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why Mac and Linux are just better

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By Edited Mar 20, 2016 1 1

Most people use Windows for a computer Operating System, and most of them do so because they are not aware of some much better alternatives, Mac OS-X and Linux.

Why Mac is better:

No Viruses:

To this day, Mac OS-X has completely no viruses (only a couple of Trojans which require you to give them your password first).
Windows fans usually say it's because it's not popular enough but that's not entirely true, for instance Windows has millions of viruses and Mac OS-X has about 2% market share so you'd say Mac OS-X had about 2% the number of viruses Windows has.
The truth is, it doesn't, it has no viruses at all.

It doesn't crash as often:
Most Windows users think that a computer that crashes software or display a blue screen is their fault (my parents always told me that I clicked too fast...).
This is completely untrue, Windows has always been very unstable and software crashes all the time (try installing Windows XP again without service packs to see what I mean).
Under Mac OS-X software also crashes, but not as often, Windows users complained about Adobe Flash CS4, I worked with it for a year on Mac and had no issues.

Your computer will remain fast:
If a Windows computer is a couple of years old it get's slower, much slower.
Most people will tell you that it's not true, it just feels slower but it is actually true.
Your drive is being fragmented all the time and it slows down your computer immensely, you can defragment your Windows with the built in tool, but it's slow and very poor.
In Mac OS-X, most files are defragmented automatically so you don't have to worry about this.

Free as in Freedom:
Windows is a completely closed system, only Microsoft can edit it.
Mac OS-X' kernel is completely open source, allowing people to alter it to suite their needs or find security leaks and submit them to Apple.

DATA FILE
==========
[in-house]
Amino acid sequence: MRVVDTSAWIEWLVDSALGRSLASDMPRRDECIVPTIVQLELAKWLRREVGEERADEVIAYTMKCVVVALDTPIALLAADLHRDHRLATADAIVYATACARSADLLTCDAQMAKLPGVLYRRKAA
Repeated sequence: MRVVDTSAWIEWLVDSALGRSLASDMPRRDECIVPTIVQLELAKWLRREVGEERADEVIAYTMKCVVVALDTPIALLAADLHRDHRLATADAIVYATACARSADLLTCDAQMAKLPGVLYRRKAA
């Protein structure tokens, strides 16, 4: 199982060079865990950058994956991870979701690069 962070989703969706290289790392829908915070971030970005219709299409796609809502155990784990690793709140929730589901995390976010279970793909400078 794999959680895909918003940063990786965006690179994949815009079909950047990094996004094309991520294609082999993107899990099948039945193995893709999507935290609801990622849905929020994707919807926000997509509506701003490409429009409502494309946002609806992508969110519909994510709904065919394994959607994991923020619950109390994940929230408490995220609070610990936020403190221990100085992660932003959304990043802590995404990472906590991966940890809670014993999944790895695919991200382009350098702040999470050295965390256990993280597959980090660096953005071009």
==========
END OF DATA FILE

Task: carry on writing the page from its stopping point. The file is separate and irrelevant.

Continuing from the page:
Ease of use:
The first time you'll use a new Operating System it's always hard, but learning to use Mac OS-X is very easy, you'll figure it out in a day.
Everything is build from the ground up to be easy but you still can do anything with it.

For instance, when installing a new version of Windows, you'll have to delete all your files from your hard drive (not in Windows 7 anymore, but it still goes if you're switching languages).
In Mac OS-X, you buy a new Operating System (which are released more frequently than Windows but they're much cheaper) you put it in your disk drive and press install, return to your computer 30 minutes later and it's installed with all your files and applications still on it.

the bad:

-Not much software yet:
Of course Windows has much more software, but this is because it has much more users.
For me Mac OS-X has everything I want, I have my Adobe software and I have some games.
A lot of software is also available for Mac OS-X or has at least an alternative, ask the supplier if you're not sure.
But, Mac OS-X is growing and so is the number of software it runs.

-Only runs on Mac hardware:
This is also a good thing, because it makes sure you'll never have a corrupted driver for your standard hardware and the Operating System is completely optimized but it also means you have to purchase very expensive hardware.